March 8, 2010
Eli Lilly and Co. has agreed to add four new senior positions to “promote highly ethical and compliant behaviors” as part of a settlement of two lawsuits arising from the company’s illegal marketing and promotion of several drugs.
The Indianapolis drugmaker also has agreed to upgrade its policies and procedures to ensure that patient safety “shall be of paramount importance,” according to a government filing the company made today.
Last year, Lilly paid $1.4 billion, the largest criminal fine ever imposed on a U.S. corporation, over the illegal marketing of Zyprexa. The company also pleaded guilty to a misdemeanor and agreed to additional oversight to resolve a 5-year-old federal investigation.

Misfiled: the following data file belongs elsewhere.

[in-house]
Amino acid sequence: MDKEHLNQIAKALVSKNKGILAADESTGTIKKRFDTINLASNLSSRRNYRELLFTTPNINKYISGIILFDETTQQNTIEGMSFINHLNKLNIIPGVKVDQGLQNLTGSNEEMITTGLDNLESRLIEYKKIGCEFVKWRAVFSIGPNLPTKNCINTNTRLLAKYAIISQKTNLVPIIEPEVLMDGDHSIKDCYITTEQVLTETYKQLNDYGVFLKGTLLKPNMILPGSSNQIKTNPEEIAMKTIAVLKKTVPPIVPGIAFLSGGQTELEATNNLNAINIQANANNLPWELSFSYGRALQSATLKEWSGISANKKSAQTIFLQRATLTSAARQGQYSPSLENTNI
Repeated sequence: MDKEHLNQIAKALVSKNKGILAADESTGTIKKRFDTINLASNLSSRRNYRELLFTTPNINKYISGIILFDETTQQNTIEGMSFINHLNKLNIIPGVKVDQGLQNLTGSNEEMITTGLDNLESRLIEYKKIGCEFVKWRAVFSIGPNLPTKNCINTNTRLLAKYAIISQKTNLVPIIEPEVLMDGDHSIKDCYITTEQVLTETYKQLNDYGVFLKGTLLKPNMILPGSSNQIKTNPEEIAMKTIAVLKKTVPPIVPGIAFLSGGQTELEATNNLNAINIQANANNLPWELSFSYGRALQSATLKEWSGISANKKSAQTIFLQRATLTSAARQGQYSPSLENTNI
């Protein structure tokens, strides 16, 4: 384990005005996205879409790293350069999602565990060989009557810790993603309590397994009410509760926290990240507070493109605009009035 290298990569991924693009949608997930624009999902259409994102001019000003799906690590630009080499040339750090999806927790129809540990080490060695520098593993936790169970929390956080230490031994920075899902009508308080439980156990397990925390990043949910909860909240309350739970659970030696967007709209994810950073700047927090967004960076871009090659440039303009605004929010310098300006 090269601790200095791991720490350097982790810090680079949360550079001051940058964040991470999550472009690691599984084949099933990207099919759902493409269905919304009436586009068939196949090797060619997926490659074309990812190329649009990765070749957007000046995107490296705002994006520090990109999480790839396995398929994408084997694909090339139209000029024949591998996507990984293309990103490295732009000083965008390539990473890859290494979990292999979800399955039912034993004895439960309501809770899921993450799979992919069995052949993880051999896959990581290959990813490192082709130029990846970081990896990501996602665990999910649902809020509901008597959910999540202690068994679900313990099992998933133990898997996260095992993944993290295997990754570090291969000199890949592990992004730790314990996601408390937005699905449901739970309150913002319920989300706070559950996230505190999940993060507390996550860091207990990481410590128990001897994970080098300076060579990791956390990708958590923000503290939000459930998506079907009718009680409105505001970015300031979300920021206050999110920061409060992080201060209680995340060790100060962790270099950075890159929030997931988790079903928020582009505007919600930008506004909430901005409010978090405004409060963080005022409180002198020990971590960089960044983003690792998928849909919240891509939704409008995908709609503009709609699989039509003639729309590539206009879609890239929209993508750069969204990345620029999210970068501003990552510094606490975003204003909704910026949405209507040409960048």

Federal prosecutors had said Lilly unlawfully promoted Zyprexa for agitation, aggression, hostility, dementia, depression and generalized sleep disorder, although the drug was approved only for schizophrenia and bipolar disorder.
The company had also improperly marketed Evista, its osteoporosis drug, and Prozac, its antidepressant.
In response, several shareholders sued the company, claiming it breached fiduciary duty in connection with the illegal marketing, exposing Lilly to substantial risk of damage. The suits are known as “derivative claims” as they were brought by shareholders on behalf of the company, rather than on behalf of shareholders, seeking to force the company to take corrective steps.